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Creating a serverless REST API with Cosmos DB on Azure (Part 1).

What is serverless computing

By now, you may have heard of the term serverless computing (or serverless functions). But suppose you haven't; in a nutshell, serverless computing is all about abstracting the user away from the complexity of provisioning, maintaining and configuring servers and letting the developer focus on what they do best - coding.

Microsoft Azure offers their serverless implementation that is called Functions. Functions are simply pieces of code hosted in the cloud that numerous types of events can trigger. These can take the form of timers, data manipulation events and even HTTP calls. The following example will cover creating a simple REST API with an Azure Cosmos DB as the data store. Cosmos DB (formerly known as Document DB) is Azure’s implementation of a No SQL database.

It is free to get up and running with Azure – When you create a new account, you are given £150 ($200) of credit for a month to experiment with most of the services that Azure offers.

Creating the Cosmos DB service in Azure

First, we are going to create the Cosmos DB instance. Navigate to the new resource menu, → Search for Azure Cosmos DB and fill out the required creation settings. Here are the settings I used:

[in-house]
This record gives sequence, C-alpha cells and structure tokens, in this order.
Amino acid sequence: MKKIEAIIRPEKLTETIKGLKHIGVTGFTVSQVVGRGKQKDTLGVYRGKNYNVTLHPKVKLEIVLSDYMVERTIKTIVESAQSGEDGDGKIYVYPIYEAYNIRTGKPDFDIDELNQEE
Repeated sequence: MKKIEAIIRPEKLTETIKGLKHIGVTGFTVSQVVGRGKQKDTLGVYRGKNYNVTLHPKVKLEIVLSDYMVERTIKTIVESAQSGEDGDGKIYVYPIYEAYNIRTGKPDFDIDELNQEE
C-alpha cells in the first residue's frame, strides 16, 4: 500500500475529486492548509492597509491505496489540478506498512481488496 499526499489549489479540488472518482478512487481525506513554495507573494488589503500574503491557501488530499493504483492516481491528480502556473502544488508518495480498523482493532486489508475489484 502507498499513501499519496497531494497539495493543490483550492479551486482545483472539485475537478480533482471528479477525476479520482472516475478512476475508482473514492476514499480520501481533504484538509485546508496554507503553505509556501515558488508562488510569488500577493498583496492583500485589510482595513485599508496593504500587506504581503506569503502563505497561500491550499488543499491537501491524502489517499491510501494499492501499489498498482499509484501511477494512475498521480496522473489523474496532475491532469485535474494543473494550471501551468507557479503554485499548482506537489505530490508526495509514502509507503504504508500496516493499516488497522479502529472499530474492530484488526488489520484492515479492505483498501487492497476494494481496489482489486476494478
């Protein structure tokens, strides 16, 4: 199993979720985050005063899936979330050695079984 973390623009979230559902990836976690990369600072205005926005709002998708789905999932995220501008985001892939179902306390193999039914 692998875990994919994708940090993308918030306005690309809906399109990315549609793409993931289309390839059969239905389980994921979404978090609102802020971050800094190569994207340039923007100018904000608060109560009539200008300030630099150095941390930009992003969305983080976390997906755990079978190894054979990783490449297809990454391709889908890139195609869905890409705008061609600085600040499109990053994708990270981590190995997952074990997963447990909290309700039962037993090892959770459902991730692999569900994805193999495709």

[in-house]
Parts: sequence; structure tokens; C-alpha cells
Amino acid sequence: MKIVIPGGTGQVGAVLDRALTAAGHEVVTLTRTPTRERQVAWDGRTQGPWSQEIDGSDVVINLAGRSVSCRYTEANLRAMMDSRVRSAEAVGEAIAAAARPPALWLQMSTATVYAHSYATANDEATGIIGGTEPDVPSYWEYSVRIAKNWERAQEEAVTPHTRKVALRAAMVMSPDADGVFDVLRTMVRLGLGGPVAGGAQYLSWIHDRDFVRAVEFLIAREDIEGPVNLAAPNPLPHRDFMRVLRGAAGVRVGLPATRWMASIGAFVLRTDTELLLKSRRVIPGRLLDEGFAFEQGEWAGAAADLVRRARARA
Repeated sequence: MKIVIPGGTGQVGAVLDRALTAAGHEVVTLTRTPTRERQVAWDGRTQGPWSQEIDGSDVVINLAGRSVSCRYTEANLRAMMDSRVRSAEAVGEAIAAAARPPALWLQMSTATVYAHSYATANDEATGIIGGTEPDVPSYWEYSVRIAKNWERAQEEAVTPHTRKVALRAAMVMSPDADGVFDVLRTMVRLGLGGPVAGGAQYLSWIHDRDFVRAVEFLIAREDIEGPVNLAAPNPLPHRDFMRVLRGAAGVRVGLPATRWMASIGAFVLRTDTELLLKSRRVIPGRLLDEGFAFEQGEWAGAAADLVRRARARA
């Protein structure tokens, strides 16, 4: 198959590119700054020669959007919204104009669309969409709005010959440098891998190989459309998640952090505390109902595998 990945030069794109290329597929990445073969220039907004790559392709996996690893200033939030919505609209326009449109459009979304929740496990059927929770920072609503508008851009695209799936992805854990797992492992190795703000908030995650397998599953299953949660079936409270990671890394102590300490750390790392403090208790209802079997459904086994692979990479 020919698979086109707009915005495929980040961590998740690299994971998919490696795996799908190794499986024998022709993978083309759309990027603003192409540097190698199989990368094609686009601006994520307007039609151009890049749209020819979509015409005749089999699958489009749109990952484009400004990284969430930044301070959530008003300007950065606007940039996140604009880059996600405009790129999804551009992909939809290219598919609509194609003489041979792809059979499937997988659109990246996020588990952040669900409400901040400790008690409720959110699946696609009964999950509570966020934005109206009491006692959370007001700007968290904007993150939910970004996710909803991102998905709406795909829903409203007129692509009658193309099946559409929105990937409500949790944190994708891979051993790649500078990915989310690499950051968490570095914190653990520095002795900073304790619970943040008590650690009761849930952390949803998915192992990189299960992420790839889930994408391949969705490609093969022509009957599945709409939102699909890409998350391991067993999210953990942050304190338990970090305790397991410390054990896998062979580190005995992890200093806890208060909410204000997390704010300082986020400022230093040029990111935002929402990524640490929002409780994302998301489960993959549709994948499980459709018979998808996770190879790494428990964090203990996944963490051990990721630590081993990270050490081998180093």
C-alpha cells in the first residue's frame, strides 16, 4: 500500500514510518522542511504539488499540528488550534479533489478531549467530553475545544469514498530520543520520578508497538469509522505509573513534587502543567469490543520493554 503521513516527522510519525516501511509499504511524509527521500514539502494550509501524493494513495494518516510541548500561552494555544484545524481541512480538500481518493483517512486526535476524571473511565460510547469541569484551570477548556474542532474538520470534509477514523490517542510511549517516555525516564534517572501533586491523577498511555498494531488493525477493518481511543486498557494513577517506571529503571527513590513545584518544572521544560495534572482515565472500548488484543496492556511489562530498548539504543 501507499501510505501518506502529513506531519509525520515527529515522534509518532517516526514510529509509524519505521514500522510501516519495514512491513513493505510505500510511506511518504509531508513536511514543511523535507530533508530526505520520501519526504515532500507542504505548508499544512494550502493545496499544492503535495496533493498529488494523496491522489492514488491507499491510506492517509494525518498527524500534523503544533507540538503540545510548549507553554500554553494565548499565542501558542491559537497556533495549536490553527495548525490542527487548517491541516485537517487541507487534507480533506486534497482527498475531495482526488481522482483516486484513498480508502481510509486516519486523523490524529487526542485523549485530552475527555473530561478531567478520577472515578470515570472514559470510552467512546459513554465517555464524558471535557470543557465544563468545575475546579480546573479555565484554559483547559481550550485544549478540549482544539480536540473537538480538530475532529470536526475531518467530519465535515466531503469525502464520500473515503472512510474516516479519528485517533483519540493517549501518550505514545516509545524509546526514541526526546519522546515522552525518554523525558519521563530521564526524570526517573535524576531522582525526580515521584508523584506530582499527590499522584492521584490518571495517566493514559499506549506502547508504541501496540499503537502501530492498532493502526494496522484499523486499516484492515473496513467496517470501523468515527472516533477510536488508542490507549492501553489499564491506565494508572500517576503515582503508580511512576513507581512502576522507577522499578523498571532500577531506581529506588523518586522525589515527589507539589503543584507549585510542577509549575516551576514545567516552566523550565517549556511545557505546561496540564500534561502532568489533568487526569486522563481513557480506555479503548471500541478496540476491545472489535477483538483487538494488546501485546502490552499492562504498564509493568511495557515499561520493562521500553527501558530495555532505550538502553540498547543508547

Cosmos DB settings Cosmos DB creation settings

In this example, I choose to use the SQL API for querying data but feel free to select the option most familiar to you. We need to add a data collection to our database to see if our REST API works. For this demonstration, I have created a small data set of blog posts in JSON format that you can download here.

Adding a data collection to our Cosmos DB instance

Next, we need to download the Azure Cosmos DB database migration tool, which we can find at the following link. Once you have opened the tool, click next on the welcome screen → On the source information screen, leave the Import from drop down as JSON files, then click Next.

We need to enter the connection string for our Cosmos DB instance and specify a collection name for our JSON data on the target information screen. The tool demands the connection string in the following format:

AccountEndpoint={CosmosDB Endpoint};AccountKey={CosmosDB Key};Database={CosmosDB Database};

You can obtain the AccountEndpoint and AccountKey parameters from Azure by navigating to our Cosmos DB Settings section and clicking the Keys option.

Cosmos DB keys Cosmos DB key settings (I have redacted the secret keys)

So to format the connection string for the data migration tool to use, copy and paste the Primary Connection String text from Azure and append "Database={CosmosDB Database};" by replacing {CosmosDB Database} with the name of the Cosmos DB instance that you chose. You can click Verify to confirm you got everything correct.

For the collection field, I will use posts to reflect the type of data we are doing to store.

The partition key field can be left blank, and the collection throughput set to the lowest value of 400 (cheapest cost).

The Id Field section requires the Id on our JSON data collection (think of this as the primary key). In my example, it is simply id. We can click through all the subsequent windows and click the import button. The tool will now add our JSON to Cosmos DB.